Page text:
What Do You See? — The Balloonman

C8A98519-F9B6-4F1B-9D8A-1E74DDE6B576As soon as I saw this week’s image that Sadje chose for her What Do You See? prompt, the only thing I could think of was a poem I remember from high school written by American poet, painter, essayist, author, and playwright e.e. cummings (1894-1962). In his poem, “in Just,” which was originally published in The Dial, Volume LXVIII, Number 5 (May 1920). New York: The Dial Publishing Company, Inc., Cummings refers to the “lame balloonman,” the “queer old balloonman,” and the “goat-footed balloonman.”

So, in homage to e.e. cummings, here is his poem.

in Just-

spring             when the world is mud-

luscious the little

lame balloonman

whistles         far         and wee

and eddieandbill come

running from marbles and

piracies and it’s

spring

when the world is puddle-wonderful

the queer

old balloonman whistles

far         and           wee

and bettyandisbel come dancing

from hop-scotch and jump-rope and

it’s

spring

and

the

goat-footed

balloonman           whistles

far

and

wee


Image credit: Alexey Avdeev.

Rory’s Daily Four More

4 leaf cloverI’m three days late on this one, but despite my tardiness, I’m going to go ahead and post my responses to Rory’s daily four questions from September 8th.

What truly motivates you to write?

I’ve always enjoyed putting my thoughts and stories down in writing, but my busy life raising a family and holding down a demanding job limited my opportunities to sit down and write for fun. (I did have about have a dozen papers I wrote published in several trade journals back in the day.)

Then, in 2005, a friend of mine suggested that if I wanted to exercise my writing chops, I should start a blog, so I did. I have to admit I got a bit of a rush when I read my words published on the internet and to have total strangers read and respond to my words. From that point on, I had found my motivation to write.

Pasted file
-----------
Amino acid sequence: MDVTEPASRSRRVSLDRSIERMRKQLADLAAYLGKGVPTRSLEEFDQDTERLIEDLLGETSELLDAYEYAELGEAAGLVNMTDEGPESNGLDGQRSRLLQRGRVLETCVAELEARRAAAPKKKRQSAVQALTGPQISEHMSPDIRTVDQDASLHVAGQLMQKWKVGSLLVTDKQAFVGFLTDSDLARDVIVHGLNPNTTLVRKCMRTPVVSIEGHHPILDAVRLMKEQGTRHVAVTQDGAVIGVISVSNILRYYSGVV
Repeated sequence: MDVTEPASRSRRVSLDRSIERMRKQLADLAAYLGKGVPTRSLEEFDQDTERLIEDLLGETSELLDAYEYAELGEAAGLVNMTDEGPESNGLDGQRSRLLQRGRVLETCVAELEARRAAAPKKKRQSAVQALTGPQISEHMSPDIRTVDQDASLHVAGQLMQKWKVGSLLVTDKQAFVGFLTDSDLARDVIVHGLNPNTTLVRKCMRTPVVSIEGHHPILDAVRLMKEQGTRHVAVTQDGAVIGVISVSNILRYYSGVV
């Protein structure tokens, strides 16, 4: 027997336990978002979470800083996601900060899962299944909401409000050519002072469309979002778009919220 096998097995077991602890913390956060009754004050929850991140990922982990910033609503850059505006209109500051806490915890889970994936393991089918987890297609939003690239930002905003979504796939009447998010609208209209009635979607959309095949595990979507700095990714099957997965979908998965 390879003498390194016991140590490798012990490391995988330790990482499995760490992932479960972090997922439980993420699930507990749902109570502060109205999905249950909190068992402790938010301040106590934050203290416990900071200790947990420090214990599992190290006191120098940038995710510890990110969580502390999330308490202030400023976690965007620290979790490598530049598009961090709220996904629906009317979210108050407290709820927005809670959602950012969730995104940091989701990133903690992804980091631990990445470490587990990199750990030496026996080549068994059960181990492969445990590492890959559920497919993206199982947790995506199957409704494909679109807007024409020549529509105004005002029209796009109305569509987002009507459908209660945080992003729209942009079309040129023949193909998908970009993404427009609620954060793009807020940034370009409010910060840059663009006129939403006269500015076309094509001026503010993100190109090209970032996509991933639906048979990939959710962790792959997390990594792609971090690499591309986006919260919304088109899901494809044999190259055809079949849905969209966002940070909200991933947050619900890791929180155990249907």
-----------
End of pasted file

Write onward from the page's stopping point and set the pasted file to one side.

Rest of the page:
What’s cluttering up your life today and what are you doing about it?

As a retiree, I wouldn’t say that my life is particularly cluttered these days, so there’s not much I need to do about uncluttering it.

Did you enjoy a creative childhood?

I used to draw a lot, write stories a little, and invent games to play, both by myself and with friends. I had a pretty vivid imagination, but I don’t know that I’d specifically say that I was creative. Perhaps imaginative would be a more apt word.

Have you ever wanted to write a book? Or if you have written a book, do you feel accomplished for doing so?

Yes, I not only wanted to, but I started at least three or four. But I never finished any of them. I loved inventing characters and writing scenes, but I could never develop a strong enough plot or story arc sufficient to sustain a novel-sized book. That’s one of the reasons I enjoy writing flash fiction. I can  invent characters, construct individual scenes, and create dialogue while telling a short story with a beginning, a middle, and an end in fewer than 500 words, in most cases.

But maybe someday I’ll wake up and write the great American novel. Or not.

SoCS — Beginnings and Endings

720351BE-7122-45EB-98A7-03285D72CD92After my teachers in high school drummed it into my head that you’re never ever supposed to end a sentence with a preposition, I was shocked to find out that most language experts don’t actually abide by this so-called “rule.” Some grammar mavens even call that “rule” a myth.

What are prepositions? Actually, prepositions are some of the most frequently used words in all of English, such as of, to, for, with, on, and at. A preposition is a word or phrase that connects a noun or pronoun to a verb or adjective in a sentence.